NOTE: The older gentleman in the orange hat just in front of me is packing an iPad. I thought that was pretty cool!
After lunch we had a protein coma and viewed some of the vendors that were there. Not just any vendors, only Salatin approved vendors. We noticed their "Carbon Shed" which is an area where they dump all of their chicken offal for composting with as much carbon (i.e. wood chips) as they can. We walked by it and while there were a few flies, no odor was noticed.
The rabbits are housed in cages that are installed several feet up off the floor in the Raken (rabbit/chicken) House. Chickens are kept at ground level for the purpose of utilizing their handy rakes (feet) to scratch the rabbit poo, which falls from the cages above, into the bedding. Therefore, there is no build-up of rabbit droppings and the bedding is aerated and easily transformed into usable compost.
What we did not know was that he had some breeding pairs for sale. There was no way we could get some as we had a 12-hour drive home and weren't leaving for two days. However, it would have been fantastic to start our rabbit venture with Daniel's rabbits.
Diana attended a seminar on their chick brooding. They have a giant shed that broods their chickens and the pictures show how they send feed on a pulley system and separate out the chickens into batches so as not to have too many together. This avoids piling up and suffocation. She learned a few pointers from their brooding operation. First, she noticed that the wood shavings used for bedding were of a much finer grade than what we use. Even though the chicks pictured were only a couple days away from going to pasture, the bedding was still clean and there was very little odor, and no new shavings had been added. This led Diana to conclude that we needed to switch to fine-grade shavings for our brooder, since we were constantly having to add fresh bedding to our brooder. She also took note of the clean, convenient method of offering water to the chicks through the use of a nipple waterer and learned about a simple schedule to use for offering grit to the chickens.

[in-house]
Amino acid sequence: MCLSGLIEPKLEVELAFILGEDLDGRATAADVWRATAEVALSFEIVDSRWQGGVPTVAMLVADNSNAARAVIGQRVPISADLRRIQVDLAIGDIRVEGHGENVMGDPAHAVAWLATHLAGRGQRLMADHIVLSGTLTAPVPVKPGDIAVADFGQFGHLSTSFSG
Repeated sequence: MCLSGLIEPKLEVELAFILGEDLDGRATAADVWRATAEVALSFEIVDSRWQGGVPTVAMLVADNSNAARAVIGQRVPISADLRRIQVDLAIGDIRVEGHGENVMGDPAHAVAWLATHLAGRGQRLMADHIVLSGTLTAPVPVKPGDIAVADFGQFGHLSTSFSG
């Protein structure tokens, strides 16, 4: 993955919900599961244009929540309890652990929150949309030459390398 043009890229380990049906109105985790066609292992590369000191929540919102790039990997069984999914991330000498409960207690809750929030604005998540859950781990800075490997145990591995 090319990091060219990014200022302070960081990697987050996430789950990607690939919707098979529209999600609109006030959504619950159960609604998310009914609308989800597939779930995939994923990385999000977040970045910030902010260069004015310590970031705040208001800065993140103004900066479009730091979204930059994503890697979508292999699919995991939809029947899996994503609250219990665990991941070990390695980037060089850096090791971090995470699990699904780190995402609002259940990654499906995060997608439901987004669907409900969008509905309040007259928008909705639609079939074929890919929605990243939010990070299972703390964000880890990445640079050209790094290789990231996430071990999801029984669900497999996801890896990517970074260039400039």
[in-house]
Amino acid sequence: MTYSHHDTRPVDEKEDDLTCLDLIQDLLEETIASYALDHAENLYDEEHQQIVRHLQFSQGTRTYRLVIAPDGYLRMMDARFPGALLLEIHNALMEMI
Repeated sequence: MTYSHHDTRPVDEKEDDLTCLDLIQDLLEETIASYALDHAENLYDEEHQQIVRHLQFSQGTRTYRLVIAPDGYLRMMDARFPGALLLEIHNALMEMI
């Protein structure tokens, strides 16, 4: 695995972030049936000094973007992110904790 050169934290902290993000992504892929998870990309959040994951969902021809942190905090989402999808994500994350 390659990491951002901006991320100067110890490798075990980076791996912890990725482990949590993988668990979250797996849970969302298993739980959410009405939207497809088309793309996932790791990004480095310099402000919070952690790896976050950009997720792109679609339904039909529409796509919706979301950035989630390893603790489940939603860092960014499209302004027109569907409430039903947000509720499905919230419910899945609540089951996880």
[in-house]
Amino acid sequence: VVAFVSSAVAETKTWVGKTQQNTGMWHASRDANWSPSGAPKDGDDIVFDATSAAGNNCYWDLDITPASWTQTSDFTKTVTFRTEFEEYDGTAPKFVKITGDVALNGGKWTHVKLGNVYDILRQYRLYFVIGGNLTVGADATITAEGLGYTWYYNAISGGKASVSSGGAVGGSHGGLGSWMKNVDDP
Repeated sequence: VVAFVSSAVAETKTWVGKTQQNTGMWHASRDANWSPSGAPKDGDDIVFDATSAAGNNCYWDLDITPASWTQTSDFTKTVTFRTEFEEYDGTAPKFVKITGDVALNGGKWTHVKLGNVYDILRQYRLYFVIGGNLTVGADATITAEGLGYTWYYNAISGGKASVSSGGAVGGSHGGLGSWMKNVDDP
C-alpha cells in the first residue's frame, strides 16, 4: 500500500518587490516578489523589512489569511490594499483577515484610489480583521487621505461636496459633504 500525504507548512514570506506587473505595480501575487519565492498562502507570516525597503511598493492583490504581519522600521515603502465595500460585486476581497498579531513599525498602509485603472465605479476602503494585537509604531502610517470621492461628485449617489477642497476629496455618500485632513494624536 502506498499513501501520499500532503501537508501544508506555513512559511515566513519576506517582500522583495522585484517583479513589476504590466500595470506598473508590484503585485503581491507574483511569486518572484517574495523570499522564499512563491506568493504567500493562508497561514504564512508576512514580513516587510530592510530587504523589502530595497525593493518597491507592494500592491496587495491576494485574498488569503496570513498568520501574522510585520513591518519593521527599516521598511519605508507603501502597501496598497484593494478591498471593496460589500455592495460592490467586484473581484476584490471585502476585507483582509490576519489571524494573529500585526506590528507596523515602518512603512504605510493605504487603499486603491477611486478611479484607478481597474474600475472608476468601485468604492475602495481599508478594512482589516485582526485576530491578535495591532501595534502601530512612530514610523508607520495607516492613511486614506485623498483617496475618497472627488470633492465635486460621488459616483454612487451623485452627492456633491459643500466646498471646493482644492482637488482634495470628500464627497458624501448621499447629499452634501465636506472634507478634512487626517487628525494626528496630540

We also learned a bit about the use of their hoophouses throughout the year, follThen the day ended with a Q&A event with Joel Salatin, which was both informative and entertaining.
An exhausting day ended with us buying some Polyface bacon to go with the farm-fresh eggs at our rental house. It was a fantastic day and one that I hope all of you can experience at some point. While the Field Days will not be offered again, Polyface Farms is open 24/7, 365 days a year to visitors. As Joel states, he desires to be fully transparent and in order to do this, you have to be willing to see people whenever. We plan on going back to a smaller event or just to visit the farm again some day with the kids.
I could go on longer about what it "felt" like to be at Polyface, or for the Shenandoah Valley for that matter. However, that becomes hard to explain when you talk about "good energy" and stuff. Just experience it for yourself. While Polyface is a long way away (for us, at least), my guess is that you can get that feeling by visiting any farm that is focused on doing things the "right way" and working to maintain happy animals, happy people, and happy plants.